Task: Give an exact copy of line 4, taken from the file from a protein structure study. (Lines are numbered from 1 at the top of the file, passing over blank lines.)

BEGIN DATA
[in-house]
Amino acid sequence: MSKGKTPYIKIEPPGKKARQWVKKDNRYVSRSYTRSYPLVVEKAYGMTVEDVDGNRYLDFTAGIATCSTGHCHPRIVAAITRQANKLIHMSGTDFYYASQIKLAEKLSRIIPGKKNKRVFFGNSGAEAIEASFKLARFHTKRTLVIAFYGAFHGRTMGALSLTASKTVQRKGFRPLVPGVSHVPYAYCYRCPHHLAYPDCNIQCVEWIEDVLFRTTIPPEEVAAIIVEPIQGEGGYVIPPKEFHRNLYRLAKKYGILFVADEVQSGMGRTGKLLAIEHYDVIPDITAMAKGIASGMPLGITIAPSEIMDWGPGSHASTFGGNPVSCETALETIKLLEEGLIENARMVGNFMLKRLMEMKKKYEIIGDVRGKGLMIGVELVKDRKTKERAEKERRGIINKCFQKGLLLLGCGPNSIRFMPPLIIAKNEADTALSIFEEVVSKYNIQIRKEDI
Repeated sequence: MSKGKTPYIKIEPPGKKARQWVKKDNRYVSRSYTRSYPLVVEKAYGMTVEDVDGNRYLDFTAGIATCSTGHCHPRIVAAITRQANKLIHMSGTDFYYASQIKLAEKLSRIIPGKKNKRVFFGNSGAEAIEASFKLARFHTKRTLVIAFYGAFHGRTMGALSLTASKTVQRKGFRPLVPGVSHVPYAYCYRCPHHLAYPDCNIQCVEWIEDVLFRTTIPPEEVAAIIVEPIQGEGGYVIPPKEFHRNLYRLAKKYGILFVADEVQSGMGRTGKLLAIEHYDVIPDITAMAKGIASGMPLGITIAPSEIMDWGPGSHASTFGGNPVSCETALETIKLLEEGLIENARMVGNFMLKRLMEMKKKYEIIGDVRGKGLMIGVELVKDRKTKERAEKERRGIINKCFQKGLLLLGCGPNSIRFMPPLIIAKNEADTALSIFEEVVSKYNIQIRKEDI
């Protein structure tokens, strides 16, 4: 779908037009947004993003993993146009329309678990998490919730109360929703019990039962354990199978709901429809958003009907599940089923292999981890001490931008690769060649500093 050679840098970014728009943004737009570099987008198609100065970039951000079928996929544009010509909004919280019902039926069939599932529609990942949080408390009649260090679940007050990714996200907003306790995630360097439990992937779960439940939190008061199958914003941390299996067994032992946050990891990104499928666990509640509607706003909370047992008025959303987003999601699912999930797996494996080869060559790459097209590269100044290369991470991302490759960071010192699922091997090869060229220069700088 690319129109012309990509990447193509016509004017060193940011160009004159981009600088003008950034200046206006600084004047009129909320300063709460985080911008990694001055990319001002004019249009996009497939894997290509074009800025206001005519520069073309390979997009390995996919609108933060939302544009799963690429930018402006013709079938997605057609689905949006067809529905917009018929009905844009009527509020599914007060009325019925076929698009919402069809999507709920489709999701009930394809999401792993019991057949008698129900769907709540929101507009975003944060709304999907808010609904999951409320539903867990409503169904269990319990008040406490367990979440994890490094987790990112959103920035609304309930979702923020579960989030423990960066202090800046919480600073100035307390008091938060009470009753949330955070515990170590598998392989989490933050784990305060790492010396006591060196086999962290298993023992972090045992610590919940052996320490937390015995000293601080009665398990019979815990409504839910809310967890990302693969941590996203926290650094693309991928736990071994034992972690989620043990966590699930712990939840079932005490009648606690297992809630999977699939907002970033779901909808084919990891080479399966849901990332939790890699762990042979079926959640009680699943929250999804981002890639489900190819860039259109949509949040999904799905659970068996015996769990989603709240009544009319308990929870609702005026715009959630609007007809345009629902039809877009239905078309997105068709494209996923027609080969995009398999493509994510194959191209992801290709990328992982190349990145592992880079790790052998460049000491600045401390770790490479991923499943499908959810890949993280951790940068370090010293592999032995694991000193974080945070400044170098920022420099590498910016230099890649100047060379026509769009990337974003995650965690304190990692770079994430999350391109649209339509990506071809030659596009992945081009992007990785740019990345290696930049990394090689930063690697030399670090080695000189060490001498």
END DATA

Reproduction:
């Protein structure tokens, strides 16, 4: 779908037009947004993003993993146009329309678990998490919730109360929703019990039962354990199978709901429809958003009907599940089923292999981890001490931008690769060649500093 050679840098970014728009943004737009570099987008198609100065970039951000079928996929544009010509909004919280019902039926069939599932529609990942949080408390009649260090679940007050990714996200907003306790995630360097439990992937779960439940939190008061199958914003941390299996067994032992946050990891990104499928666990509640509607706003909370047992008025959303987003999601699912999930797996494996080869060559790459097209590269100044290369991470991302490759960071010192699922091997090869060229220069700088 690319129109012309990509990447193509016509004017060193940011160009004159981009600088003008950034200046206006600084004047009129909320300063709460985080911008990694001055990319001002004019249009996009497939894997290509074009800025206001005519520069073309390979997009390995996919609108933060939302544009799963690429930018402006013709079938997605057609689905949006067809529905917009018929009905844009009527509020599914007060009325019925076929698009919402069809999507709920489709999701009930394809999401792993019991057949008698129900769907709540929101507009975003944060709304999907808010609904999951409320539903867990409503169904269990319990008040406490367990979440994890490094987790990112959103920035609304309930979702923020579960989030423990960066202090800046919480600073100035307390008091938060009470009753949330955070515990170590598998392989989490933050784990305060790492010396006591060196086999962290298993023992972090045992610590919940052996320490937390015995000293601080009665398990019979815990409504839910809310967890990302693969941590996203926290650094693309991928736990071994034992972690989620043990966590699930712990939840079932005490009648606690297992809630999977699939907002970033779901909808084919990891080479399966849901990332939790890699762990042979079926959640009680699943929250999804981002890639489900190819860039259109949509949040999904799905659970068996015996769990989603709240009544009319308990929870609702005026715009959630609007007809345009629902039809877009239905078309997105068709494209996923027609080969995009398999493509994510194959191209992801290709990328992982190349990145592992880079790790052998460049000491600045401390770790490479991923499943499908959810890949993280951790940068370090010293592999032995694991000193974080945070400044170098920022420099590498910016230099890649100047060379026509769009990337974003995650965690304190990692770079994430999350391109649209339509990506071809030659596009992945081009992007990785740019990345290696930049990394090689930063690697030399670090080695000189060490001498």